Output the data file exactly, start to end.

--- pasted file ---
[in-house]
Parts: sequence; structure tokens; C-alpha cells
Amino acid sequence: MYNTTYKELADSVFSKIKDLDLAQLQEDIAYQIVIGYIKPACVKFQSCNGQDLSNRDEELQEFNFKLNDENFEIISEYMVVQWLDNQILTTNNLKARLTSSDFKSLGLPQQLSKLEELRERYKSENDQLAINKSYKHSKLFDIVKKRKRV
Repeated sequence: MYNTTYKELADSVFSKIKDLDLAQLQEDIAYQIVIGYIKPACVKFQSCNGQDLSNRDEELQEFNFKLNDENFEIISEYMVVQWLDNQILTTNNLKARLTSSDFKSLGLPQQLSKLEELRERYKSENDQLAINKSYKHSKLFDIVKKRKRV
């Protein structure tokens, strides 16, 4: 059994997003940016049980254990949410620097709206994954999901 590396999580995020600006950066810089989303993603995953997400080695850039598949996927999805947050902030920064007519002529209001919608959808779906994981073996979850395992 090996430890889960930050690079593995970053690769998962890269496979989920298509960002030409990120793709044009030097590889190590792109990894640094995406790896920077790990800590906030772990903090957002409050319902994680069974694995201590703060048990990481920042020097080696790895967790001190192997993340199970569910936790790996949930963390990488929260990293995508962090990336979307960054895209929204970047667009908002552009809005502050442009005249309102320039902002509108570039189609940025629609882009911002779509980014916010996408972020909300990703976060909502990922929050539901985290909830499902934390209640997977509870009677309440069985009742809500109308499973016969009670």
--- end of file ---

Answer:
[in-house]
Parts: sequence; structure tokens; C-alpha cells
Amino acid sequence: MYNTTYKELADSVFSKIKDLDLAQLQEDIAYQIVIGYIKPACVKFQSCNGQDLSNRDEELQEFNFKLNDENFEIISEYMVVQWLDNQILTTNNLKARLTSSDFKSLGLPQQLSKLEELRERYKSENDQLAINKSYKHSKLFDIVKKRKRV
Repeated sequence: MYNTTYKELADSVFSKIKDLDLAQLQEDIAYQIVIGYIKPACVKFQSCNGQDLSNRDEELQEFNFKLNDENFEIISEYMVVQWLDNQILTTNNLKARLTSSDFKSLGLPQQLSKLEELRERYKSENDQLAINKSYKHSKLFDIVKKRKRV
């Protein structure tokens, strides 16, 4: 059994997003940016049980254990949410620097709206994954999901 590396999580995020600006950066810089989303993603995953997400080695850039598949996927999805947050902030920064007519002529209001919608959808779906994981073996979850395992 090996430890889960930050690079593995970053690769998962890269496979989920298509960002030409990120793709044009030097590889190590792109990894640094995406790896920077790990800590906030772990903090957002409050319902994680069974694995201590703060048990990481920042020097080696790895967790001190192997993340199970569910936790790996949930963390990488929260990293995508962090990336979307960054895209929204970047667009908002552009809005502050442009005249309102320039902002509108570039189609940025629609882009911002779509980014916010996408972020909300990703976060909502990922929050539901985290909830499902934390209640997977509870009677309440069985009742809500109308499973016969009670």